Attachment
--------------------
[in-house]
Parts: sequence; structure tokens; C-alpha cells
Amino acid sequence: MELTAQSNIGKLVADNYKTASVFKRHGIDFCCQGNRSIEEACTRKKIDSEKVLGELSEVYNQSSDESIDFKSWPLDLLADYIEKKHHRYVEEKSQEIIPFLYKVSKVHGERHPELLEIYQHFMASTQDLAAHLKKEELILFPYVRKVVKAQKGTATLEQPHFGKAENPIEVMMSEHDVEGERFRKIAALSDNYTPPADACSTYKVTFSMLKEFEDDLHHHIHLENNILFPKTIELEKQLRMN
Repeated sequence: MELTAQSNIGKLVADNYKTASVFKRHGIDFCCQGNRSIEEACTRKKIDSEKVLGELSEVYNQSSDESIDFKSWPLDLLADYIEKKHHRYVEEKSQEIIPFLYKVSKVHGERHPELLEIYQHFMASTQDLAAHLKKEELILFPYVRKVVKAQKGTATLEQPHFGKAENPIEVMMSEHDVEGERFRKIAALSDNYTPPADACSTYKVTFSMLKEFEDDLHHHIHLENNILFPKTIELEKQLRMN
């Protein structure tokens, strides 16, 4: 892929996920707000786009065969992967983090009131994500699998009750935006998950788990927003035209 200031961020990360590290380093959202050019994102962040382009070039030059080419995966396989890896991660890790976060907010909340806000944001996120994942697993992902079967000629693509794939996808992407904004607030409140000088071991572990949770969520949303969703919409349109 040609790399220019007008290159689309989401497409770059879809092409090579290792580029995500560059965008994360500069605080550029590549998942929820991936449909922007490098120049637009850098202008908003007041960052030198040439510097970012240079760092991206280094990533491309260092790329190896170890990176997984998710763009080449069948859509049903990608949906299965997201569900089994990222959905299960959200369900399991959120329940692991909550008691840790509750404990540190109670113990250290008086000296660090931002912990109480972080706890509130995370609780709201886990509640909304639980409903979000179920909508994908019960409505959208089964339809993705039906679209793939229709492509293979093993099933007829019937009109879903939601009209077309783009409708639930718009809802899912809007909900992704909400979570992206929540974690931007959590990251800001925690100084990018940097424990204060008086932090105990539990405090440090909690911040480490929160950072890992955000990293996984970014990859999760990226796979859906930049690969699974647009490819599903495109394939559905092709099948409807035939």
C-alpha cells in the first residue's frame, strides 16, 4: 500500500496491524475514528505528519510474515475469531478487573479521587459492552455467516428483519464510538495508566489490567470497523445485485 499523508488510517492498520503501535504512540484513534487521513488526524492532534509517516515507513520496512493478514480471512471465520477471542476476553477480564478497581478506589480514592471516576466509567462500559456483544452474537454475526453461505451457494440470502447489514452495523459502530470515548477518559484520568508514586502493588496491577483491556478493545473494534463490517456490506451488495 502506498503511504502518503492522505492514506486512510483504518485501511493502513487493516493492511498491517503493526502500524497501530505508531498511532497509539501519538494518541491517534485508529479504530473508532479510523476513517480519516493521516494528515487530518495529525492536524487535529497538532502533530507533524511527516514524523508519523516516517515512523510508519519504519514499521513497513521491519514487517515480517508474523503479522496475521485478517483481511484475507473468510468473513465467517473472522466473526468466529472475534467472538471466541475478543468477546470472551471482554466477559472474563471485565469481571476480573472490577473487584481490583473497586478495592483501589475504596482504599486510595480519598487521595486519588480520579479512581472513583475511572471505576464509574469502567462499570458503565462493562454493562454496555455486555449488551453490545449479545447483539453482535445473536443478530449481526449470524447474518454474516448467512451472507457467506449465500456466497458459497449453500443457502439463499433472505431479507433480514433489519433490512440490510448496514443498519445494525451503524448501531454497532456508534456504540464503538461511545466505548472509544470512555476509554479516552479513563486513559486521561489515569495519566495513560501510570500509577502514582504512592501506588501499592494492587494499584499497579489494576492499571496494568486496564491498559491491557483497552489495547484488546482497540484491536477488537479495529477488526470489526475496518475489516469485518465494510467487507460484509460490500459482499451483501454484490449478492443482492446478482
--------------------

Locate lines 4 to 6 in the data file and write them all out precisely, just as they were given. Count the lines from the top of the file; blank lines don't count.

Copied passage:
Repeated sequence: MELTAQSNIGKLVADNYKTASVFKRHGIDFCCQGNRSIEEACTRKKIDSEKVLGELSEVYNQSSDESIDFKSWPLDLLADYIEKKHHRYVEEKSQEIIPFLYKVSKVHGERHPELLEIYQHFMASTQDLAAHLKKEELILFPYVRKVVKAQKGTATLEQPHFGKAENPIEVMMSEHDVEGERFRKIAALSDNYTPPADACSTYKVTFSMLKEFEDDLHHHIHLENNILFPKTIELEKQLRMN
């Protein structure tokens, strides 16, 4: 892929996920707000786009065969992967983090009131994500699998009750935006998950788990927003035209 200031961020990360590290380093959202050019994102962040382009070039030059080419995966396989890896991660890790976060907010909340806000944001996120994942697993992902079967000629693509794939996808992407904004607030409140000088071991572990949770969520949303969703919409349109 040609790399220019007008290159689309989401497409770059879809092409090579290792580029995500560059965008994360500069605080550029590549998942929820991936449909922007490098120049637009850098202008908003007041960052030198040439510097970012240079760092991206280094990533491309260092790329190896170890990176997984998710763009080449069948859509049903990608949906299965997201569900089994990222959905299960959200369900399991959120329940692991909550008691840790509750404990540190109670113990250290008086000296660090931002912990109480972080706890509130995370609780709201886990509640909304639980409903979000179920909508994908019960409505959208089964339809993705039906679209793939229709492509293979093993099933007829019937009109879903939601009209077309783009409708639930718009809802899912809007909900992704909400979570992206929540974690931007959590990251800001925690100084990018940097424990204060008086932090105990539990405090440090909690911040480490929160950072890992955000990293996984970014990859999760990226796979859906930049690969699974647009490819599903495109394939559905092709099948409807035939």
C-alpha cells in the first residue's frame, strides 16, 4: 500500500496491524475514528505528519510474515475469531478487573479521587459492552455467516428483519464510538495508566489490567470497523445485485 499523508488510517492498520503501535504512540484513534487521513488526524492532534509517516515507513520496512493478514480471512471465520477471542476476553477480564478497581478506589480514592471516576466509567462500559456483544452474537454475526453461505451457494440470502447489514452495523459502530470515548477518559484520568508514586502493588496491577483491556478493545473494534463490517456490506451488495 502506498503511504502518503492522505492514506486512510483504518485501511493502513487493516493492511498491517503493526502500524497501530505508531498511532497509539501519538494518541491517534485508529479504530473508532479510523476513517480519516493521516494528515487530518495529525492536524487535529497538532502533530507533524511527516514524523508519523516516517515512523510508519519504519514499521513497513521491519514487517515480517508474523503479522496475521485478517483481511484475507473468510468473513465467517473472522466473526468466529472475534467472538471466541475478543468477546470472551471482554466477559472474563471485565469481571476480573472490577473487584481490583473497586478495592483501589475504596482504599486510595480519598487521595486519588480520579479512581472513583475511572471505576464509574469502567462499570458503565462493562454493562454496555455486555449488551453490545449479545447483539453482535445473536443478530449481526449470524447474518454474516448467512451472507457467506449465500456466497458459497449453500443457502439463499433472505431479507433480514433489519433490512440490510448496514443498519445494525451503524448501531454497532456508534456504540464503538461511545466505548472509544470512555476509554479516552479513563486513559486521561489515569495519566495513560501510570500509577502514582504512592501506588501499592494492587494499584499497579489494576492499571496494568486496564491498559491491557483497552489495547484488546482497540484491536477488537479495529477488526470489526475496518475489516469485518465494510467487507460484509460490500459482499451483501454484490449478492443482492446478482